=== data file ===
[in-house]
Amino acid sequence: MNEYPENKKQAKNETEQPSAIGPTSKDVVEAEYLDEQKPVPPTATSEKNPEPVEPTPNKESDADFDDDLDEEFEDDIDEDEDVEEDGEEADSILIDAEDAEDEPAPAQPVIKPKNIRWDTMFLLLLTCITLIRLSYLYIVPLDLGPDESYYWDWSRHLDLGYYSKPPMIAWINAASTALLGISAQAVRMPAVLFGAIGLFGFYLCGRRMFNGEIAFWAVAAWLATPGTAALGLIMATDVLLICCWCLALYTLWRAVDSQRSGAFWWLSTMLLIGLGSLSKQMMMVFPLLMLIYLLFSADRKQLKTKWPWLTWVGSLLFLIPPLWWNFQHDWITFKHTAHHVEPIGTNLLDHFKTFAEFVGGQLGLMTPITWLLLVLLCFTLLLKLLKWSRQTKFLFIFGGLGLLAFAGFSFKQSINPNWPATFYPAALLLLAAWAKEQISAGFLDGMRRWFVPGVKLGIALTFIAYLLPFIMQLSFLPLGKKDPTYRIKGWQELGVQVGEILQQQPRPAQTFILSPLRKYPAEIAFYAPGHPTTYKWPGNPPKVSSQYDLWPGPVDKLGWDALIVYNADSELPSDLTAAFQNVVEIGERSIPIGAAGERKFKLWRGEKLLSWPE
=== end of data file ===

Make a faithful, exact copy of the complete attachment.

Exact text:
[in-house]
Amino acid sequence: MNEYPENKKQAKNETEQPSAIGPTSKDVVEAEYLDEQKPVPPTATSEKNPEPVEPTPNKESDADFDDDLDEEFEDDIDEDEDVEEDGEEADSILIDAEDAEDEPAPAQPVIKPKNIRWDTMFLLLLTCITLIRLSYLYIVPLDLGPDESYYWDWSRHLDLGYYSKPPMIAWINAASTALLGISAQAVRMPAVLFGAIGLFGFYLCGRRMFNGEIAFWAVAAWLATPGTAALGLIMATDVLLICCWCLALYTLWRAVDSQRSGAFWWLSTMLLIGLGSLSKQMMMVFPLLMLIYLLFSADRKQLKTKWPWLTWVGSLLFLIPPLWWNFQHDWITFKHTAHHVEPIGTNLLDHFKTFAEFVGGQLGLMTPITWLLLVLLCFTLLLKLLKWSRQTKFLFIFGGLGLLAFAGFSFKQSINPNWPATFYPAALLLLAAWAKEQISAGFLDGMRRWFVPGVKLGIALTFIAYLLPFIMQLSFLPLGKKDPTYRIKGWQELGVQVGEILQQQPRPAQTFILSPLRKYPAEIAFYAPGHPTTYKWPGNPPKVSSQYDLWPGPVDKLGWDALIVYNADSELPSDLTAAFQNVVEIGERSIPIGAAGERKFKLWRGEKLLSWPE